HomeNewsAdvocate calls SA president ‘notorious’

Advocate calls SA president ‘notorious’

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A HARARE advocate on Thursday labelled South African President Jacob Zuma a “notorious person” during the on-going defamation lawsuit against Alpha Media Holdings (AMH) by ex-Kwekwe City Council director of health Alva Senderayi who is demanding a whopping $150 000 in damages.

by CHARLES LAITON

Although Zuma had nothing to do with the court proceedings, Advocate Ray Goba called him “a notorious person” while pointing at his picture on a NewsDay page close to a story about a Seed Co manager who was alleged to have committed corruption.

Goba made the remarks, while cross-examining AMH editor-in-chief Vincent Kahiya on why his client’s story (Senderayi) had appeared on the same page with the alleged corrupt manager and the South African President.

“It was a group decision to put a story of a Seed Co manager up for corruption and a picture of this notorious person next to the story,” Goba said pointing at Zuma’s picture.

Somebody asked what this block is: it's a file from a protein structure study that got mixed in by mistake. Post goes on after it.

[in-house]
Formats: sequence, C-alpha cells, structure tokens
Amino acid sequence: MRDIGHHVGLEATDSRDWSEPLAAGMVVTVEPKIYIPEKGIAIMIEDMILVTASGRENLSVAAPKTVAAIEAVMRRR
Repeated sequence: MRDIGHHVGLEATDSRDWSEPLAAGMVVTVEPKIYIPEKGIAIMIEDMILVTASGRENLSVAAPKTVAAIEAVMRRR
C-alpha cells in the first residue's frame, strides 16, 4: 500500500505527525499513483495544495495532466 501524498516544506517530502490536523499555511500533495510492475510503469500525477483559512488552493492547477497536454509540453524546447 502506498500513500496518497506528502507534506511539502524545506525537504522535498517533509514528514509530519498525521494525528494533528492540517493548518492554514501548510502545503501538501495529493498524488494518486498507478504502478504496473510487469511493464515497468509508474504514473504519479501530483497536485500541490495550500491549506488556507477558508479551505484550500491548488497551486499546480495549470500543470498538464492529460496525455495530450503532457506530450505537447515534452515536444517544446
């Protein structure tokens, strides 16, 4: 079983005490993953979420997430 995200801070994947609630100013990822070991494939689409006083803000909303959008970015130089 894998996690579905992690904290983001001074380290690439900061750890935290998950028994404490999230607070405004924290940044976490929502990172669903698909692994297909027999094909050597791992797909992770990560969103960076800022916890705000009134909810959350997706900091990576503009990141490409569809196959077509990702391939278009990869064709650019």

Kahiya explained to High Court judge Justice Erica Ndewere that there was no connection of the pointed picture and the manager’s story.

Justice Ndewere then sought clarification from Goba to explain who he had referred to as a notorious character, but the advocate could not repeat himself.

As if that was not enough, when Kahiya answered a question explaining that all the Kwekwe City councillors felt Senderayi’s matter was very old and should not have been brought up in the manner it had been done by the Town Clerk who was seeking to pay Senderayi his exit package, Goba brewed another shocker.

“You are saying all the councillors felt the case was old, so if Mr X who is 91 years old falls on the staircase, do you think everyone thinks he is very old?” Goba asked to which Kahiya said he could not comment.

The matter against AMH, publishers of the country’s leading daily paper, NewsDay, started sometime in 2011 when Senderayi, filed the lawsuit claiming damages over a story titled Golden handshake for former director, which was published in NewsDay on February 7.

Senderayi’s argument was that the NewsDay story had misrepresented facts by alleging he had been illegally dismissed and offered $30 000 by Kwekwe City Council as an exit package.

He also claimed he had not been dismissed from work and that the article had defamed him as a professional doctor of high standing in society.

NewsDay reporter Blessed Mhlanga had the opportunity to explain his side of the story maintaining his article was accurate.

Mhlanga said he had nothing against Senderayi, but simply wrote the story because it was of public interest.

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